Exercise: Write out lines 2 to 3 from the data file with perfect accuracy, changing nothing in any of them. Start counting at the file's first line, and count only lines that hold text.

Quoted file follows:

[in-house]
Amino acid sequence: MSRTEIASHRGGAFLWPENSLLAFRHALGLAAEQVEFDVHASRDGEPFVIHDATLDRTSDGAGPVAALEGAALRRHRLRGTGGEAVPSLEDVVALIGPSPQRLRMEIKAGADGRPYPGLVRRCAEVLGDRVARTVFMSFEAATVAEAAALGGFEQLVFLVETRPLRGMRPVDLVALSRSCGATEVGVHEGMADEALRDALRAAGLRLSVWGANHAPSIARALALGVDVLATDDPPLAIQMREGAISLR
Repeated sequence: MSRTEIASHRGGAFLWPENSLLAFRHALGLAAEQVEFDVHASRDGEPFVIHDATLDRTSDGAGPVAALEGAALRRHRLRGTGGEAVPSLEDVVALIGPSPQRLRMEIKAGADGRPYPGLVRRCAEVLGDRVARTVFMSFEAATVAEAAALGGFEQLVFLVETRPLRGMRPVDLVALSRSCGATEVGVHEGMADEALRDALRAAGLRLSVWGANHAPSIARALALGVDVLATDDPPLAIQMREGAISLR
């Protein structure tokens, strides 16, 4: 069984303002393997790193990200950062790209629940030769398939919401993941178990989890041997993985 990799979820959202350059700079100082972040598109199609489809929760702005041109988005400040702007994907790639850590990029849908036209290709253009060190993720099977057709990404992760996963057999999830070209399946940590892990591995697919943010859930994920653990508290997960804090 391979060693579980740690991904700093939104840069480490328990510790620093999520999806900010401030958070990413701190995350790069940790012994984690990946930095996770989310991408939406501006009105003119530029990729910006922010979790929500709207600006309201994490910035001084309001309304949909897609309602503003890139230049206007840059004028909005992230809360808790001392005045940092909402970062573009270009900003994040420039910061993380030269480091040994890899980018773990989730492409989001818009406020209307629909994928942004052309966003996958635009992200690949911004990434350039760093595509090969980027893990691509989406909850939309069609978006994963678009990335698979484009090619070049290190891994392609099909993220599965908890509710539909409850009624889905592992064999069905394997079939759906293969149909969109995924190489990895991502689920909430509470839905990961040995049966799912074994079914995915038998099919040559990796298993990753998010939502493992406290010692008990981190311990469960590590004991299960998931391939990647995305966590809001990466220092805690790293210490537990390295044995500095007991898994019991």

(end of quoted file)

Amino acid sequence: MSRTEIASHRGGAFLWPENSLLAFRHALGLAAEQVEFDVHASRDGEPFVIHDATLDRTSDGAGPVAALEGAALRRHRLRGTGGEAVPSLEDVVALIGPSPQRLRMEIKAGADGRPYPGLVRRCAEVLGDRVARTVFMSFEAATVAEAAALGGFEQLVFLVETRPLRGMRPVDLVALSRSCGATEVGVHEGMADEALRDALRAAGLRLSVWGANHAPSIARALALGVDVLATDDPPLAIQMREGAISLR
Repeated sequence: MSRTEIASHRGGAFLWPENSLLAFRHALGLAAEQVEFDVHASRDGEPFVIHDATLDRTSDGAGPVAALEGAALRRHRLRGTGGEAVPSLEDVVALIGPSPQRLRMEIKAGADGRPYPGLVRRCAEVLGDRVARTVFMSFEAATVAEAAALGGFEQLVFLVETRPLRGMRPVDLVALSRSCGATEVGVHEGMADEALRDALRAAGLRLSVWGANHAPSIARALALGVDVLATDDPPLAIQMREGAISLR